Finding the STEM in Farming

Guest blog post by Sally Hollis of Lanehaven Farms

Sally Hollis

Sally Hollis

What answers do you get if you ask someone to list STEM careers?  My guess is you may hear things like mechanical engineering, architecture, medicine, computer programming, or research analyst.  I doubt you will hear farming very often.  However, STEM is a large part of everyday farming in the 21st century!

STEM stands for Science, Technology, Engineering and Math. You don’t have to look far to find STEM in everyday farming. Here are a few examples:

  • SCIENCE – Midwest farmers will soon be planting #crop15, and one area that has seen a lot of science improvements is the seed that is planted.  Scientists are constantly working to improve seeds to better withstand different weather conditions (e.g. wind and drought) and overall improve yield.  Farmers do a number of scientific tests throughout the year to ensure all of their management practices are optimal.  These tests include things like soil samples, water quality samples, moisture testing harvested grain in the fall, feed particle size for livestock operations, and the list goes on.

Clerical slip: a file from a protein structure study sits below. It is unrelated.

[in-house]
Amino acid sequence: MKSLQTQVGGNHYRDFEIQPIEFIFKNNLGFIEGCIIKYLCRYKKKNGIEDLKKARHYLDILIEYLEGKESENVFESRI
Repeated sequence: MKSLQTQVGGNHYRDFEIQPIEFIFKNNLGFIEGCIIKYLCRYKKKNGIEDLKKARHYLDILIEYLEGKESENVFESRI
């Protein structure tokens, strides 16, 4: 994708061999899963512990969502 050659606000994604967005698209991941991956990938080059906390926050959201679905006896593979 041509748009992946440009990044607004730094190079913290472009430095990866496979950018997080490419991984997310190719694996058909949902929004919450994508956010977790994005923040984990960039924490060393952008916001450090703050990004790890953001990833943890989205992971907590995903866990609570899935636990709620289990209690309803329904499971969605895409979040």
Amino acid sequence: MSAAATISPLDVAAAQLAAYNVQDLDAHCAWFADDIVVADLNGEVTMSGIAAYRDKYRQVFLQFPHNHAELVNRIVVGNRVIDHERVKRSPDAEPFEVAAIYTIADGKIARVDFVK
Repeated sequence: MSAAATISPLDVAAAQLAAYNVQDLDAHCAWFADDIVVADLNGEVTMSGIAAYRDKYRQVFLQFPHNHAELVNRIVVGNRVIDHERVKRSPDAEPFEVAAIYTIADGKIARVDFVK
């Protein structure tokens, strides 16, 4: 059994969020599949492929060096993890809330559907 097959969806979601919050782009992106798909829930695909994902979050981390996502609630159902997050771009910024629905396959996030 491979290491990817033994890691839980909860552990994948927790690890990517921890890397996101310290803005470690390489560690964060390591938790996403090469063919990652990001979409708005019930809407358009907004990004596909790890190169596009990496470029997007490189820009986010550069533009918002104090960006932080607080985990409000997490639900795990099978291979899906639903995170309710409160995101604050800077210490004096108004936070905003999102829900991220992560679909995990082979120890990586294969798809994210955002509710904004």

• TECHNOLOGY – You can hardly open a farming magazine today without an article on new technology.  Precision farming technologies are being used in much of the equipment today to auto-steer equipment and attachments with increasing precision and accuracy, vary the rate of seeds and fertilizer, and send alerts or messages to farm managers.  Drones are being used for crop scouting and monitoring farm areas more efficiently.  Technology has also increased for livestock operations with hardware and software to monitor everything from feed ordering to building maintenance issues.  A number of farmers are also looking at installing solar panels around their operations for energy.
  • ENGINEERING – Engineering is designing and building a new or improved product or process.  Farmers do this on a regular basis.  They may modify a tool bar to better meet their needs, design a new grain leg, or modify a sprayer to plant cover crops.  Farmers are also documenting their processes and looking for ways to improve efficiency.
  • MATH – Math is something that is definitely used on a daily basis.  Farming is a business which requires solid financials to remain competitive in today’s environment.  In addition to financial performance farmers are constantly doing mathematical calculations to determine everything from acres of coverage to bushels of grain.
Sally Hollis with two of her previous managers from John Deere

Sally Hollis with two of her previous managers from John Deere

The future is so exciting! Science, math and engineering are applicable to nearly every career. That’s why I believe STEM education in Iowa elementary and secondary schools is so important.

As high school graduation approaches for many, I want to remind leave them with some great advice that was given to me 25 years ago: “If you like science and math, consider a STEM career in the field of agriculture